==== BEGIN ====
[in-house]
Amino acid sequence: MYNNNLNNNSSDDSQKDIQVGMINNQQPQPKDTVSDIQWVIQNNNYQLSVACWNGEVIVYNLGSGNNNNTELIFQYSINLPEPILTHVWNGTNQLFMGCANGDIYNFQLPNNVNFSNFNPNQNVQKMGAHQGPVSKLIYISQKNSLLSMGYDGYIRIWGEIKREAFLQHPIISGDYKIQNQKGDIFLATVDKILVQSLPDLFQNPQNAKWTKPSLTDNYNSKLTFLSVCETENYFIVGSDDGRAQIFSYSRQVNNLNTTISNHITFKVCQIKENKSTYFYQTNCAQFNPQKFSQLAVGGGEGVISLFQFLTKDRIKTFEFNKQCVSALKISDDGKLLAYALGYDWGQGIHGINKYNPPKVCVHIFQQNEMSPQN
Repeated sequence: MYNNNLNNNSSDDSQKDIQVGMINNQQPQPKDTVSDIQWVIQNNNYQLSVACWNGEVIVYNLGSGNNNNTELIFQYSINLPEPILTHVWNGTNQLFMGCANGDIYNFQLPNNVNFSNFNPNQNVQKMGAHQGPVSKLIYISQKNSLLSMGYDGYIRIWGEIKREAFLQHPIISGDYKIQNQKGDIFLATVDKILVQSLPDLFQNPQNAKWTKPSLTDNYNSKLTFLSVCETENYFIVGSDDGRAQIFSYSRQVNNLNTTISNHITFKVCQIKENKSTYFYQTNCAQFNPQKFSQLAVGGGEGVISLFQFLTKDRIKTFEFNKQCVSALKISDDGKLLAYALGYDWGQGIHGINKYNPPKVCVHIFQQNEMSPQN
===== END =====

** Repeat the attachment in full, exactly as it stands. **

[in-house]
Amino acid sequence: MYNNNLNNNSSDDSQKDIQVGMINNQQPQPKDTVSDIQWVIQNNNYQLSVACWNGEVIVYNLGSGNNNNTELIFQYSINLPEPILTHVWNGTNQLFMGCANGDIYNFQLPNNVNFSNFNPNQNVQKMGAHQGPVSKLIYISQKNSLLSMGYDGYIRIWGEIKREAFLQHPIISGDYKIQNQKGDIFLATVDKILVQSLPDLFQNPQNAKWTKPSLTDNYNSKLTFLSVCETENYFIVGSDDGRAQIFSYSRQVNNLNTTISNHITFKVCQIKENKSTYFYQTNCAQFNPQKFSQLAVGGGEGVISLFQFLTKDRIKTFEFNKQCVSALKISDDGKLLAYALGYDWGQGIHGINKYNPPKVCVHIFQQNEMSPQN
Repeated sequence: MYNNNLNNNSSDDSQKDIQVGMINNQQPQPKDTVSDIQWVIQNNNYQLSVACWNGEVIVYNLGSGNNNNTELIFQYSINLPEPILTHVWNGTNQLFMGCANGDIYNFQLPNNVNFSNFNPNQNVQKMGAHQGPVSKLIYISQKNSLLSMGYDGYIRIWGEIKREAFLQHPIISGDYKIQNQKGDIFLATVDKILVQSLPDLFQNPQNAKWTKPSLTDNYNSKLTFLSVCETENYFIVGSDDGRAQIFSYSRQVNNLNTTISNHITFKVCQIKENKSTYFYQTNCAQFNPQKFSQLAVGGGEGVISLFQFLTKDRIKTFEFNKQCVSALKISDDGKLLAYALGYDWGQGIHGINKYNPPKVCVHIFQQNEMSPQN